The blame game: What’s next for Kings Cross clubbing?

If you’ve roamed Darlinghurst Road, the main artery of Kings Cross, you’ve probably noticed the bronze plaques set along the footpath. I’ve lived in the neighbourhood for three years and only recently stopped to read them. It was a bright weekday morning in early winter and there was nothing all that seedy going on in the Cross. Backpackers smoked outside the internet cafe that promises Games For Serious Gamers and Poker 24/7. Over at the Vegas Hotel, the early-bird drinkers sat at the open window with their 8am beers. McDonalds had its usual quota of strung-out sit-ins. No one else, though, was staring at the footpath.

The plaques, laid down by the City Of Sydney from 2005 to 2007 as part of a project called The Strip on the Strip, sketch out a history of the Cross. It’s a colourful story, from the 1930s hotbed of free-thinkers to the arrival of American servicemen during World War II looking to do the obvious, and then the jazz scene, the drug scene and the sex scene. There’s no shortage of people doing bad things, too, stretching back 80-odd years. “Sleaze, nowadays, is celebrated only when it’s historical,” Linda Jaivin wrote of the Cross in a 2005 issue of The Monthly magazine.

Kings Cross has long assumed the role of Sydney’s badland, but there’s been nothing romantic about its front-page prominence in 2012. At 4am on a Saturday morning in April, two teenagers were shot by police after driving a car onto the footpath in the Cross. While pedestrians scattered to avoid the careering car, one woman was pinned under its front wheels. There have been other incidents, of course: a shooting at the Bada Bing strip club, 3am brawls, stories of nearby St Vincent’s Hospital inundated with Saturday night’s boozed and bloodied hordes.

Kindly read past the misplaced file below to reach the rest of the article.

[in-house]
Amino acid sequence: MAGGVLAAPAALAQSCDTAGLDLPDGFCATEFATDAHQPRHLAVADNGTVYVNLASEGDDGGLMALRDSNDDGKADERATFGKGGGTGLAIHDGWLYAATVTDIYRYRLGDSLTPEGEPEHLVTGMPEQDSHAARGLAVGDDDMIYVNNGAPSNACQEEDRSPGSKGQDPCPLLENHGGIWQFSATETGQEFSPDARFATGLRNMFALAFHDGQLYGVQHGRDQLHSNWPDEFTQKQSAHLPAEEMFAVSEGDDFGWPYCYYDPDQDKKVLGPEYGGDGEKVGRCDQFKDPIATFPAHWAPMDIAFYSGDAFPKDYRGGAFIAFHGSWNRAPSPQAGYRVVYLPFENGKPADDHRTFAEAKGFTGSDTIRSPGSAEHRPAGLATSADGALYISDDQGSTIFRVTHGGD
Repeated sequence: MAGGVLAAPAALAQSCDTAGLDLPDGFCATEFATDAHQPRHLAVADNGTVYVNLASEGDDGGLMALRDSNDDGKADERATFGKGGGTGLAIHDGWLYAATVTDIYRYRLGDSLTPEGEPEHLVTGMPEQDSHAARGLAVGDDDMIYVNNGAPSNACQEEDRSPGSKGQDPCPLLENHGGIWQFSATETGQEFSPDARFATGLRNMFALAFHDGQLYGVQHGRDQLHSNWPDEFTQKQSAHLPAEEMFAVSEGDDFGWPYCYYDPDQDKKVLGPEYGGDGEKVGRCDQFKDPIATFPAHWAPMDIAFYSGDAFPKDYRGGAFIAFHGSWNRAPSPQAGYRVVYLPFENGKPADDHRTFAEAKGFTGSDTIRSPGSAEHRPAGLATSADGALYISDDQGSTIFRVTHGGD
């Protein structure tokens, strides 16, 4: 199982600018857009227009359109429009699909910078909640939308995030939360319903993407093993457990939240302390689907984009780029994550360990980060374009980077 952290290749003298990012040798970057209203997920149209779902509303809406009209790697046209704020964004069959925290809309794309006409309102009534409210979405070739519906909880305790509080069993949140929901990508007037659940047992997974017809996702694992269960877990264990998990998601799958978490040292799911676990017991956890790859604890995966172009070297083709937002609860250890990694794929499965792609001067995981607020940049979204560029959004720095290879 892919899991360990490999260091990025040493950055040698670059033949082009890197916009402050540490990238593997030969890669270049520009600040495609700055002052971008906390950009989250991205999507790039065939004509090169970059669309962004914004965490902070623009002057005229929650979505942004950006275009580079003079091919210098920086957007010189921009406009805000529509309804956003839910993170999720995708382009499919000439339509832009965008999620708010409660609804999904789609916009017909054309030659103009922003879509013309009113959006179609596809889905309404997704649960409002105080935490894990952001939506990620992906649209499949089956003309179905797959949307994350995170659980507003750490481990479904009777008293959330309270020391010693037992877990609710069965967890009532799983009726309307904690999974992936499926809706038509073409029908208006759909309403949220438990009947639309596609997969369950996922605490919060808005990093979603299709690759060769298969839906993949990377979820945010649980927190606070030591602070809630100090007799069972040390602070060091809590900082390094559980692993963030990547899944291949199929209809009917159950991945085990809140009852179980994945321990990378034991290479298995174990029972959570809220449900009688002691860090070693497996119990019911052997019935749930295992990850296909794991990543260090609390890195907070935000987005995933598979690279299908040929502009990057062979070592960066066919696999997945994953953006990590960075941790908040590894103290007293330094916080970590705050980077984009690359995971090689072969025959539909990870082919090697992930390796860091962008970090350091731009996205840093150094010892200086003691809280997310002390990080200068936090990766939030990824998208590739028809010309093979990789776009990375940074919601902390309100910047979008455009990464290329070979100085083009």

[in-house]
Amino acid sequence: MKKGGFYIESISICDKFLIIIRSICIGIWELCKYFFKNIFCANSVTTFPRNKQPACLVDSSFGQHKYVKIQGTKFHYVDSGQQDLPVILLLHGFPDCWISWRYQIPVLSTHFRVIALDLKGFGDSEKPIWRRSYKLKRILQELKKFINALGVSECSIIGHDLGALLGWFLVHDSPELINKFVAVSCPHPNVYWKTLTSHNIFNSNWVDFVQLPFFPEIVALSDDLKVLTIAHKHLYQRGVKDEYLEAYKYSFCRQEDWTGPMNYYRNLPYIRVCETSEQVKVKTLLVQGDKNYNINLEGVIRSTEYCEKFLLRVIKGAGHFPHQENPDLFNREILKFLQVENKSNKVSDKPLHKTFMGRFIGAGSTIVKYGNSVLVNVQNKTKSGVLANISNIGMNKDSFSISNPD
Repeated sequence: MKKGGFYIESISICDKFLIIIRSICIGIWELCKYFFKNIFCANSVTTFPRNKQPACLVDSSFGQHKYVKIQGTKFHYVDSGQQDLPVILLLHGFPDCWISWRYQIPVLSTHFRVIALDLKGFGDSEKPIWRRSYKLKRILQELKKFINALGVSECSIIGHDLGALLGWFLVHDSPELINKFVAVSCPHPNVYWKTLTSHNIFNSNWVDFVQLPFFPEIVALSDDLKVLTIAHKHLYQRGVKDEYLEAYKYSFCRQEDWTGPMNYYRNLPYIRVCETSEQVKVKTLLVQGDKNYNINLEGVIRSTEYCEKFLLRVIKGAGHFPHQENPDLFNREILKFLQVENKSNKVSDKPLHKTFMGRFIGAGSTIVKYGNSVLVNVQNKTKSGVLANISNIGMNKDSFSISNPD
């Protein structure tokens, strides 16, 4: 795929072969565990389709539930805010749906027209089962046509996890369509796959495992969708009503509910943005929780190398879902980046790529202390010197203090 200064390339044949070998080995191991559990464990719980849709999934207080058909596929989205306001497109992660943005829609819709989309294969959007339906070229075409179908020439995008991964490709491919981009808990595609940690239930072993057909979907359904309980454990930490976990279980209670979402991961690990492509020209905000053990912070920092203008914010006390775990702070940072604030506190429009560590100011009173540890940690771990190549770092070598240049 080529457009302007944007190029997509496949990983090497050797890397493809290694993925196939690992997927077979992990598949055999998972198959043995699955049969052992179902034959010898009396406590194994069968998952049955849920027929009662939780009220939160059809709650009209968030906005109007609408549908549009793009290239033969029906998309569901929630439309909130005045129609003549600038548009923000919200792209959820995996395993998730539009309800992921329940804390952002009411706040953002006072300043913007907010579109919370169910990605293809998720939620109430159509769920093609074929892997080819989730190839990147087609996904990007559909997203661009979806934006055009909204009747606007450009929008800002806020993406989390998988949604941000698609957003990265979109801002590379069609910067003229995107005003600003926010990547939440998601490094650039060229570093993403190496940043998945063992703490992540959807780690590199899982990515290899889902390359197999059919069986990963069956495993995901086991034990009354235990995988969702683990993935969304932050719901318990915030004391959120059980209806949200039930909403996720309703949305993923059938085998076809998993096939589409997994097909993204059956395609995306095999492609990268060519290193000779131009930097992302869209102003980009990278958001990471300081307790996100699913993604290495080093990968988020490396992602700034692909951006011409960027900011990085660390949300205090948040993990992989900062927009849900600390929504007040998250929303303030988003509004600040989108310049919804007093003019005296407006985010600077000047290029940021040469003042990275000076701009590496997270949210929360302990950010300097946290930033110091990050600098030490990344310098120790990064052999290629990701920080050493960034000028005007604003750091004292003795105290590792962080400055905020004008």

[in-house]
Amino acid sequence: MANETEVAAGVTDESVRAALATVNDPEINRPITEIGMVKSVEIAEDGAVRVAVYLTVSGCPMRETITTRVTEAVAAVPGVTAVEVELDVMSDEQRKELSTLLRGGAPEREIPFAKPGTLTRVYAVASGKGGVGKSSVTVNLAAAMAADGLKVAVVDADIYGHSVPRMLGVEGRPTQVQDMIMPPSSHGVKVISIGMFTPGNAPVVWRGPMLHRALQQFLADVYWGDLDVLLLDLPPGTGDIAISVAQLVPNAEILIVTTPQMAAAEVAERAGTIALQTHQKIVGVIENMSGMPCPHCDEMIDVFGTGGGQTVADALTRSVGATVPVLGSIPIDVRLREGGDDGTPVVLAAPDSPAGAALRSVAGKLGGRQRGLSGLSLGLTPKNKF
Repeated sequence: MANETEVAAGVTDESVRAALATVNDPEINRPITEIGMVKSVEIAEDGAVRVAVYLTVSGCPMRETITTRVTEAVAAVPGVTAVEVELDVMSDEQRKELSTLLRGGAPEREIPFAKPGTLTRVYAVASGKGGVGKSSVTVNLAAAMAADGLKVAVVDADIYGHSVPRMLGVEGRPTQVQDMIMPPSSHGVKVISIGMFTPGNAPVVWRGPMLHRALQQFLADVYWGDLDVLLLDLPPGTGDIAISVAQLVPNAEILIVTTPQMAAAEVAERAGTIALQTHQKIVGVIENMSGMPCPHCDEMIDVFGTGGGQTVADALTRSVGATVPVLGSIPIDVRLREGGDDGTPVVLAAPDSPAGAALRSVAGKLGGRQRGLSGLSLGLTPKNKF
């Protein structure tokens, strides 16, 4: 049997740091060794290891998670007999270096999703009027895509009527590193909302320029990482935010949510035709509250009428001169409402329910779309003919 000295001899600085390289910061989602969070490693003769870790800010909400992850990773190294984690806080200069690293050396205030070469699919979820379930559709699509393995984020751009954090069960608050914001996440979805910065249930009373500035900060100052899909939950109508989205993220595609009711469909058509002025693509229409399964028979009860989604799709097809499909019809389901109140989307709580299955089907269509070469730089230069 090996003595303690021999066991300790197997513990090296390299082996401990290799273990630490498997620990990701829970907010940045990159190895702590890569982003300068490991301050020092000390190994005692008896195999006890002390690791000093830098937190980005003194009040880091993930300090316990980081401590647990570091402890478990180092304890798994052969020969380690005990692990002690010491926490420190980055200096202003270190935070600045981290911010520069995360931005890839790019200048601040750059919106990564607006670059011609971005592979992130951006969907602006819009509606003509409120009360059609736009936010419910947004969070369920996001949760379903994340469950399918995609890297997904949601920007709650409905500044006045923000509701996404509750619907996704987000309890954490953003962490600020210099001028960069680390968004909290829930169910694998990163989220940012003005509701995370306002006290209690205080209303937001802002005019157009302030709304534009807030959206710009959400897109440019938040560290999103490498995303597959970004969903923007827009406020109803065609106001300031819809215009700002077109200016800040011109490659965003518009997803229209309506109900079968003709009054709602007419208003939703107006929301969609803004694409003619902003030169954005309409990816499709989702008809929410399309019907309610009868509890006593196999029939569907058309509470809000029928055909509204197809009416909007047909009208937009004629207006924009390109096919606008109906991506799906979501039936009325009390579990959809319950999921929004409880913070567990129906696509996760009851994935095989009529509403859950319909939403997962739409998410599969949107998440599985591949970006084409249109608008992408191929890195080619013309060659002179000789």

However it wasn’t until the recent death of 18-year-old Thomas Kelly, king-hit in an unprovoked assault on Victoria Street, that the bad press coalesced into a media movement. The Sydney Morning Herald launched its Safer Sydney campaign. ABC’s The 7:30 Report decided to “spend a Saturday night in Australia’s most notorious night-spot, with its mix of music, booze, drugs and sex.” The Daily Telegraph cycled through alarmist headlines. Always-quotable former PM Paul Keating quipped that the city “has become an inebriate’s spittoon”. Not for the first time, a state of emergency was declared for the Cross.

The seemingly indiscriminate attack on Thomas Kelly happened around 10pm on the street. What has followed in the media, though, is an examination of how culpable bars and clubs are in the area’s combustible weekend atmosphere, as well as deficiencies in policing and late-night transport. While the broadsheets sought quotes from politicians, councillors, statisticians and police spokespeople, there hasn’t been much heard from the promoters and club owners in the Cross. It seemed a logical avenue for inthemix to look at. What I found was a raw nerve, and the shared feeling that only one side of the story had been broadcast.

On a Tuesday evening ten days after Thomas Kelly was blindsided, the Sydney Morning Herald hosted a public forum on ‘Action For Kings Cross’ at the Sydney Town Hall. As the after-work crowd filled up the seats facing the stage, it was soon standing room only. Among the speakers were Hospitality Minister George Souris, Lord Mayor Of Sydney Clover Moore, Australian Hotels Association CEO Paul Nicolaou, Assistant NSW Police Commisioner Mark Murdoch and Federal Liberal MP Malcolm Turnbull, whose electorate includes Kings Cross.

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